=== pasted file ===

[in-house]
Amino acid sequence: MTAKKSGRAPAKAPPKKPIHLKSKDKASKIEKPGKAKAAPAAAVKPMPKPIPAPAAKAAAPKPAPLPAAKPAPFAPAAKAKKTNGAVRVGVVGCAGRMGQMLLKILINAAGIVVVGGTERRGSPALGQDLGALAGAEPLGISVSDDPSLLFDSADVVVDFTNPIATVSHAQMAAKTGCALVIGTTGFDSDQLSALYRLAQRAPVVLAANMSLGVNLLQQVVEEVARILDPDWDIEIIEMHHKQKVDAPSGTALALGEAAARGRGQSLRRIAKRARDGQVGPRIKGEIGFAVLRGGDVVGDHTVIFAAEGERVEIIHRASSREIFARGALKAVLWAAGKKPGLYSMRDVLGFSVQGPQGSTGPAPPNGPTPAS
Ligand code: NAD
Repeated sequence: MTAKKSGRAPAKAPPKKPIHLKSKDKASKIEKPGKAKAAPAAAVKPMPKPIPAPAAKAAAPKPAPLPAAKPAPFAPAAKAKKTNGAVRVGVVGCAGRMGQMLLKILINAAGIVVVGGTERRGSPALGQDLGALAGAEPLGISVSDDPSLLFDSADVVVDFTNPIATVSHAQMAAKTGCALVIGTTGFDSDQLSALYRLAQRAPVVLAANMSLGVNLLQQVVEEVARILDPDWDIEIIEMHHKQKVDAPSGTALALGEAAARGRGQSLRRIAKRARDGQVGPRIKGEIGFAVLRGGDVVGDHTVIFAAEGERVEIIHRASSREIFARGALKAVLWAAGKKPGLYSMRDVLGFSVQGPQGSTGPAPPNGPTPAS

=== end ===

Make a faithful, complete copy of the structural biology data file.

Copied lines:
[in-house]
Amino acid sequence: MTAKKSGRAPAKAPPKKPIHLKSKDKASKIEKPGKAKAAPAAAVKPMPKPIPAPAAKAAAPKPAPLPAAKPAPFAPAAKAKKTNGAVRVGVVGCAGRMGQMLLKILINAAGIVVVGGTERRGSPALGQDLGALAGAEPLGISVSDDPSLLFDSADVVVDFTNPIATVSHAQMAAKTGCALVIGTTGFDSDQLSALYRLAQRAPVVLAANMSLGVNLLQQVVEEVARILDPDWDIEIIEMHHKQKVDAPSGTALALGEAAARGRGQSLRRIAKRARDGQVGPRIKGEIGFAVLRGGDVVGDHTVIFAAEGERVEIIHRASSREIFARGALKAVLWAAGKKPGLYSMRDVLGFSVQGPQGSTGPAPPNGPTPAS
Ligand code: NAD
Repeated sequence: MTAKKSGRAPAKAPPKKPIHLKSKDKASKIEKPGKAKAAPAAAVKPMPKPIPAPAAKAAAPKPAPLPAAKPAPFAPAAKAKKTNGAVRVGVVGCAGRMGQMLLKILINAAGIVVVGGTERRGSPALGQDLGALAGAEPLGISVSDDPSLLFDSADVVVDFTNPIATVSHAQMAAKTGCALVIGTTGFDSDQLSALYRLAQRAPVVLAANMSLGVNLLQQVVEEVARILDPDWDIEIIEMHHKQKVDAPSGTALALGEAAARGRGQSLRRIAKRARDGQVGPRIKGEIGFAVLRGGDVVGDHTVIFAAEGERVEIIHRASSREIFARGALKAVLWAAGKKPGLYSMRDVLGFSVQGPQGSTGPAPPNGPTPAS